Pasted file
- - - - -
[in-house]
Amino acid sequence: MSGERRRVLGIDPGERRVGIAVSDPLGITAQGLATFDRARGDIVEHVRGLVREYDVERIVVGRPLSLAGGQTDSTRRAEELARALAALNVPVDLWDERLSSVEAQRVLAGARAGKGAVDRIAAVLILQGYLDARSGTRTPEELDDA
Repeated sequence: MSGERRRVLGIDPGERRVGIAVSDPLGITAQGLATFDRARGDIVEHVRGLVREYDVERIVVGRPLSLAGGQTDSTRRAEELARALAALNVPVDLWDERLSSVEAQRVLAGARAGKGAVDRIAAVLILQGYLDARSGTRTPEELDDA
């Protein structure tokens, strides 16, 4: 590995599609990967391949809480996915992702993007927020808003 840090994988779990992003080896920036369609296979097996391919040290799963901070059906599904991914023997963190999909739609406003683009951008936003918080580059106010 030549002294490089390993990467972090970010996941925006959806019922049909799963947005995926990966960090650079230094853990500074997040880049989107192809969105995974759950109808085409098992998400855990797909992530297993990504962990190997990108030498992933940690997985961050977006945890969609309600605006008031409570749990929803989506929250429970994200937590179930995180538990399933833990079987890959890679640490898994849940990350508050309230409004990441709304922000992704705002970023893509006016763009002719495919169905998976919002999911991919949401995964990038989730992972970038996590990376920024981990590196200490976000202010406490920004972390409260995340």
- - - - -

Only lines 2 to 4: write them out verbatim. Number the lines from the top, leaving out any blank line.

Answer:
Amino acid sequence: MSGERRRVLGIDPGERRVGIAVSDPLGITAQGLATFDRARGDIVEHVRGLVREYDVERIVVGRPLSLAGGQTDSTRRAEELARALAALNVPVDLWDERLSSVEAQRVLAGARAGKGAVDRIAAVLILQGYLDARSGTRTPEELDDA
Repeated sequence: MSGERRRVLGIDPGERRVGIAVSDPLGITAQGLATFDRARGDIVEHVRGLVREYDVERIVVGRPLSLAGGQTDSTRRAEELARALAALNVPVDLWDERLSSVEAQRVLAGARAGKGAVDRIAAVLILQGYLDARSGTRTPEELDDA
């Protein structure tokens, strides 16, 4: 590995599609990967391949809480996915992702993007927020808003 840090994988779990992003080896920036369609296979097996391919040290799963901070059906599904991914023997963190999909739609406003683009951008936003918080580059106010 030549002294490089390993990467972090970010996941925006959806019922049909799963947005995926990966960090650079230094853990500074997040880049989107192809969105995974759950109808085409098992998400855990797909992530297993990504962990190997990108030498992933940690997985961050977006945890969609309600605006008031409570749990929803989506929250429970994200937590179930995180538990399933833990079987890959890679640490898994849940990350508050309230409004990441709304922000992704705002970023893509006016763009002719495919169905998976919002999911991919949401995964990038989730992972970038996590990376920024981990590196200490976000202010406490920004972390409260995340």